Left and right continue to forget the center

Discussion in 'Healthcare/Insurance/Govt Healthcare' started by cbi0090, Sep 3, 2009.

  1. cbi0090
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    cbi0090 Member

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    Once again we find ourselves in the middle of a debate on an issue just as important as national defense (odds are I'll die of disease before I die from a terrorist attack) where the extreme poles just cannot meet. We all know the system is not working well and going downhill fast but we just can't face the facts which indicate neither side knows what the hell they are doing.
    Let's look at costs. I'm an engineer so forgive me if I use those kinds of examples. Building a home in Florida was pretty cheap till Hurricane Andrew came along and changed the building standards. All of a sudden costs went up about 20%. This is not a bad thing but I'm using it as an example.
    "Standards" of care in the medical industry are not really set by professional boards like in, the example above though. Oh, they have them, but the real standards are set by the legal profession and the most recent turn of events coming out of trial results. The doctors try to stay a step ahead but they aren't the ones with a lot of time on their hands thinking of how to "make a case". So they overcompensate or misinterpret things in a manner that causes waste.
    People like to point at the amount of money that are paid out in legal fees, court awards, insurance, etc. by doctors but a large portion of costs are going to meet those standards. What does it cost for doctor's to "cover their asses". Often these practices have nothing to do with real medical care.
    Tort reform is a must, nothing will change without it.
    There are two types of medical care. There is the type we all need to live in today's society. Childhood diseases, common colds, flu's, broken bones, cuts, childbirth, maladies of old age, etc. This care is what we all should pay for and I mean everyone.
    There is the other type, though. Chronic situations where one has little control and can permanently devastate not only the life of the person involved but their families as well. Those are the dreaded situations we all hope will not happen to us but they do and no average person could possibly be prepared for them. That's where a universal care system should kick in.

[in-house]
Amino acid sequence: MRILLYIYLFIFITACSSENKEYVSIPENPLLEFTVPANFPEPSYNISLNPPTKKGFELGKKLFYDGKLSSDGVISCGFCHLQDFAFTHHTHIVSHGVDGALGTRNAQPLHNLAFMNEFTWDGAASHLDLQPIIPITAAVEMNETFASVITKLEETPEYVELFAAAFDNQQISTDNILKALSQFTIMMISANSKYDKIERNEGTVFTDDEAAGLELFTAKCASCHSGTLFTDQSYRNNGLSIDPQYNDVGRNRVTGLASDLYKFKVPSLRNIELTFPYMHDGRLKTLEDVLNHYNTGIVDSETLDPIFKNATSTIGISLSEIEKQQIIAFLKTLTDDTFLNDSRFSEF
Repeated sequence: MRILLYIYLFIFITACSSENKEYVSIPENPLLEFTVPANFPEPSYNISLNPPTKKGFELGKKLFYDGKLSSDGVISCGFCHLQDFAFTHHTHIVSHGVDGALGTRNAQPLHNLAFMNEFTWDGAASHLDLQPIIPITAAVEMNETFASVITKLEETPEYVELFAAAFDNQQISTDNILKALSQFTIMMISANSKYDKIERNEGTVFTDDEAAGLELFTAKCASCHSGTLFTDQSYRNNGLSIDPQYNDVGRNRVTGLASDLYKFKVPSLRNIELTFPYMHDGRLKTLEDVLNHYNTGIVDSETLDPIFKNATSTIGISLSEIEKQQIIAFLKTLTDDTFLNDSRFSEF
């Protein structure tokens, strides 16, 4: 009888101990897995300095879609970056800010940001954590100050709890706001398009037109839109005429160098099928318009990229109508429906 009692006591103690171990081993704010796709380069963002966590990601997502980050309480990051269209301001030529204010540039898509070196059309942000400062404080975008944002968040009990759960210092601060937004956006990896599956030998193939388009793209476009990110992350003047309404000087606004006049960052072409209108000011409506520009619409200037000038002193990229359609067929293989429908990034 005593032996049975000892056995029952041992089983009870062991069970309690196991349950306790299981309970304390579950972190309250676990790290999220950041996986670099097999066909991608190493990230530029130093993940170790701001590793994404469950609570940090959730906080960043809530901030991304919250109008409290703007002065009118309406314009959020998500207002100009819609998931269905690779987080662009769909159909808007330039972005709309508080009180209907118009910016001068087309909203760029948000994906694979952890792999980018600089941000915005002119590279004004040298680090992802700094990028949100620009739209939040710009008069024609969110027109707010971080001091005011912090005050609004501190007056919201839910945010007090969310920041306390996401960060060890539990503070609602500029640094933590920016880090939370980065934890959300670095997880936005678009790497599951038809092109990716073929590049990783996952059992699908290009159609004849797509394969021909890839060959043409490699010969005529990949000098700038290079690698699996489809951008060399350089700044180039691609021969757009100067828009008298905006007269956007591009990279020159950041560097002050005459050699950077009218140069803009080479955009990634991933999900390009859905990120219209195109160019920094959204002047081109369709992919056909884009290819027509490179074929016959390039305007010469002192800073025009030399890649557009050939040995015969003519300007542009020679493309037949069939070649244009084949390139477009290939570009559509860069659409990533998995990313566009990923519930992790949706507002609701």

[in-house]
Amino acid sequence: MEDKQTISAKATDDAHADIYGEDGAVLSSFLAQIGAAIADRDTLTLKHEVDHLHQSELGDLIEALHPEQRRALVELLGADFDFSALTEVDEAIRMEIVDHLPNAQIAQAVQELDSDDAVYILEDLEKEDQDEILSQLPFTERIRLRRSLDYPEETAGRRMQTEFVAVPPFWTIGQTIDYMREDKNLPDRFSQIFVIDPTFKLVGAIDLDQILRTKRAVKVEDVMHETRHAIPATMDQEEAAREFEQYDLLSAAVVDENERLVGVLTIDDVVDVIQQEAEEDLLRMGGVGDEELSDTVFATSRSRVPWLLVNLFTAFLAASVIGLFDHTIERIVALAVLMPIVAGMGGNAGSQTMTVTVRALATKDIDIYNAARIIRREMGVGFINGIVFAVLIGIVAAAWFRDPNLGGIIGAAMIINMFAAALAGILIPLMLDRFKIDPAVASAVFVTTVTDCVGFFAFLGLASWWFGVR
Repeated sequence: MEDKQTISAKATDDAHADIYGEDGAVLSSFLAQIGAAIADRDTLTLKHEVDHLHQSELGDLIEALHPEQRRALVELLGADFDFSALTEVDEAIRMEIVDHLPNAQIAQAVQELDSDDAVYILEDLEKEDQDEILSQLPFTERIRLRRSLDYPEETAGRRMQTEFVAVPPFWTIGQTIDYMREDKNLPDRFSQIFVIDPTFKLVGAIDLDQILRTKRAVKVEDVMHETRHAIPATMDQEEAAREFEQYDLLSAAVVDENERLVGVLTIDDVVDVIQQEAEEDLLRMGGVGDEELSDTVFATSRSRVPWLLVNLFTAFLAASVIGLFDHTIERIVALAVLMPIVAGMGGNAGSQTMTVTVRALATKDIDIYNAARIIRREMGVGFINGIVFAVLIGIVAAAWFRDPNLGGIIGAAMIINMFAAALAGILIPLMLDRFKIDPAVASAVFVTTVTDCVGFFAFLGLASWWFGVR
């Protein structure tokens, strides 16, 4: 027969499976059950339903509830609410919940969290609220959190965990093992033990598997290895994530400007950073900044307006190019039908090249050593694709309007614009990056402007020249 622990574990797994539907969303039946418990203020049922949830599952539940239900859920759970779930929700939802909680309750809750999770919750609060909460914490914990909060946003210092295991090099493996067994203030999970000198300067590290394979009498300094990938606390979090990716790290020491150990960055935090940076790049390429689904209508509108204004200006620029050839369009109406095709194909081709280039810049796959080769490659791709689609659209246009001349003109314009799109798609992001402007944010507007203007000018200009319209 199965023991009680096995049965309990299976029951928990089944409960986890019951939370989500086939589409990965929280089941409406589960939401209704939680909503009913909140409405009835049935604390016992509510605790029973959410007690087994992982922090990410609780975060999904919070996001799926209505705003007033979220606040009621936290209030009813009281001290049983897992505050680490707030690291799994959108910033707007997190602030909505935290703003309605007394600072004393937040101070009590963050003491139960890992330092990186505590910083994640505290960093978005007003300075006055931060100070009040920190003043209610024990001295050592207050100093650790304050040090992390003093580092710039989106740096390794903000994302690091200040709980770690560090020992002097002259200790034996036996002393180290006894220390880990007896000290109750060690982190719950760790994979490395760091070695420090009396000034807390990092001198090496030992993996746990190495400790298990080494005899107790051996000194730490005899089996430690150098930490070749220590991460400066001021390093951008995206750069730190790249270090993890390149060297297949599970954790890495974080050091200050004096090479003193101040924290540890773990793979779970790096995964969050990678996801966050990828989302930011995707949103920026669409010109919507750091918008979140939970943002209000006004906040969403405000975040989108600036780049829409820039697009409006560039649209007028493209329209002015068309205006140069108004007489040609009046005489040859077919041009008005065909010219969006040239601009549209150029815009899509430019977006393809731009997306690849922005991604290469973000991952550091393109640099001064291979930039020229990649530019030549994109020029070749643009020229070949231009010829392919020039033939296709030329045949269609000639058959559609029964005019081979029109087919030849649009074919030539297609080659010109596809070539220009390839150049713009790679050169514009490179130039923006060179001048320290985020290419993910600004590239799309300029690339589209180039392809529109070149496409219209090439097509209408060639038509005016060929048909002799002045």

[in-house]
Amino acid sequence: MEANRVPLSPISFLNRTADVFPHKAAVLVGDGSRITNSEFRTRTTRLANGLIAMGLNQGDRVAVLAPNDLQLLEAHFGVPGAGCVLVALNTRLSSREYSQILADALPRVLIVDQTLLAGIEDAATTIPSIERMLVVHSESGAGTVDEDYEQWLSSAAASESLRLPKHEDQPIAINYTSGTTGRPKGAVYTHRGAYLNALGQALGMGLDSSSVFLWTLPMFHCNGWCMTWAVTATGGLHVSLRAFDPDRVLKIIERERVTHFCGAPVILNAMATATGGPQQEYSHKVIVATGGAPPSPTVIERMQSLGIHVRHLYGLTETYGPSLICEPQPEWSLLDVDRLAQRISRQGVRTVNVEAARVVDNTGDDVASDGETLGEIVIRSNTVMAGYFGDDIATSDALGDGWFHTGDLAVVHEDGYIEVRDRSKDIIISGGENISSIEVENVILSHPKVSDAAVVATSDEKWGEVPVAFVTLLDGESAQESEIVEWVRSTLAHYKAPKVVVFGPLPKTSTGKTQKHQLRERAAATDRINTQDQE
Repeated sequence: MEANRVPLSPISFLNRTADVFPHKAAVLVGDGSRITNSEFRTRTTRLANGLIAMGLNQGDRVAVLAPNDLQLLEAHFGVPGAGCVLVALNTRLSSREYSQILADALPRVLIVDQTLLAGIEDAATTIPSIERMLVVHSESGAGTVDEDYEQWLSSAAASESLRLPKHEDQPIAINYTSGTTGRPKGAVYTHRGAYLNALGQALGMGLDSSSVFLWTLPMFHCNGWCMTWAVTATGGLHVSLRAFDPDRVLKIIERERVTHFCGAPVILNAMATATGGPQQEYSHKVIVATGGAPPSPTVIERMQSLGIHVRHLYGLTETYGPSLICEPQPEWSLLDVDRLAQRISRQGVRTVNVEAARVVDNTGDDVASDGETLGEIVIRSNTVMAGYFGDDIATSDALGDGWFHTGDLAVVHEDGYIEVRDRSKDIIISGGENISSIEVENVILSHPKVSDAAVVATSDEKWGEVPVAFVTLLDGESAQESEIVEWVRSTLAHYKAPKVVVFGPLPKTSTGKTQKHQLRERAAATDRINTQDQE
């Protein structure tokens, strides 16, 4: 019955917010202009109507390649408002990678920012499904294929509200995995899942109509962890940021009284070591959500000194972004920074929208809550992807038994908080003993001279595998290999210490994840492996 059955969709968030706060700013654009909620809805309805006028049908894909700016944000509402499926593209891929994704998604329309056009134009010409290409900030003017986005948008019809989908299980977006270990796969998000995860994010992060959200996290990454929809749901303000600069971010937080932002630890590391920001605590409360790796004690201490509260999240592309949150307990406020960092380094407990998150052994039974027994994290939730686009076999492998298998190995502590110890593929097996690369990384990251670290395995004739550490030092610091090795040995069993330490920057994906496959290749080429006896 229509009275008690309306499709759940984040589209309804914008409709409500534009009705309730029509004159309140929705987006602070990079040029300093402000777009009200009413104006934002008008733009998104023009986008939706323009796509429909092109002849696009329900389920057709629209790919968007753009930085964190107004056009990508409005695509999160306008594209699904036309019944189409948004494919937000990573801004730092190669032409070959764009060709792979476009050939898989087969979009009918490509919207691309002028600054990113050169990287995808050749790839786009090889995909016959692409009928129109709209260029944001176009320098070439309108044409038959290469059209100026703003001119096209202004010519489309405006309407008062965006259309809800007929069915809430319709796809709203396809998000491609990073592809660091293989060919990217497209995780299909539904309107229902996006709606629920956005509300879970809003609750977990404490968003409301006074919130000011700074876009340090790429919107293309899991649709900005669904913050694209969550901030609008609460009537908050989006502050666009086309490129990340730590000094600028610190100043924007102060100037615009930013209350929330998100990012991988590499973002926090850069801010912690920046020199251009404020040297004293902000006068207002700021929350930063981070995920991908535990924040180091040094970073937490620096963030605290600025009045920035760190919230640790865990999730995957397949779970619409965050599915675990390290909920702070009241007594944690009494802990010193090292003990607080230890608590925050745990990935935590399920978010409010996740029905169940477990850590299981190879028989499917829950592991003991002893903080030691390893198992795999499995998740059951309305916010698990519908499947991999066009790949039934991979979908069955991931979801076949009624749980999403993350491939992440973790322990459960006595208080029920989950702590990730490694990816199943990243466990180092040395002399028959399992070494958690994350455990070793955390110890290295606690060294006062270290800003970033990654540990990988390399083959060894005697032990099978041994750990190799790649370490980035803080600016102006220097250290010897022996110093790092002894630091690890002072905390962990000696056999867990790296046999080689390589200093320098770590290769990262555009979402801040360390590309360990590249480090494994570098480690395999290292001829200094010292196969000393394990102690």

We all take the same chances when we have children or just step out the front door every day. Some of us are lucky, some aren't, most are a little of both.
     
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  2. JakeStarkey
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    JakeStarkey Diamond Member Supporting Member

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    Caps have come to Texas with tort reform, yet the % of insured have not gone up significantly and the cost of health care has not gone done. That dog don't hunt, son.
     
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  3. indianaboy
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    indianaboy Ultra-conservative

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    So basically you're asking the right to simply cave to the interests of the left. Good old liberal "compromise".
     
  4. goldcatt
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    goldcatt Catch me if you can! Supporting Member

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    Tort reform, done right, would be tricky but potentially effective.
    By done right, I mean finding the balance between protecting practitioners from bogus suits while allowing the truly harmed access to court and real compensation.
    Also, with tort reform enactment the malpractice insurers' insistence on defensive medicine has to go away along with their penchant to pay out settlements on claims that would never win in court. If they don't play ball, costs will never go down no matter how few suits ever see the courtroom.
    And consumers who have gotten used to 20 tests for every common cold are going to have to understand they are not going to get every test imaginable for their "peace of mind". They will get what's necessary to diagnose them not to cover the doc's ass, and some will complain that means they are not getting the "quality" they are accustomed to.
    Tort reform is part of the solution, but other things have to happen too or it's worthless.
     
  5. veritas
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    veritas OBKB

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    We already have that. They're called pre-trial motions.
     
  6. auditor0007
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    auditor0007 Gold Member

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    Universal insurance for major medical. Basic costs paid out of pocket with subsidies or government programs to the poor. Tort reform along with some form of subsidies for those going into the medical profession. No matter what we do, we need more doctors and nurses, and with the cost of going to school to become a doctor, it is impossible for most. Also, despite the fact that educational costs have gone through the roof, there still aren't enough programs for nursing currently. In many parts of the country, there is a three or four year wait just to get into nursing programs.

    What both sides are trying to accomplish currently is either nothing or just putting a bandaid on the wound. It's not going to help reduce costs. We need more competetition, and we will never see that if we create more full-service programs whether it be through private insurance or if it is government run. We need a complete overhaul of the system, but the changes need to come in every sector of healthcare.
     

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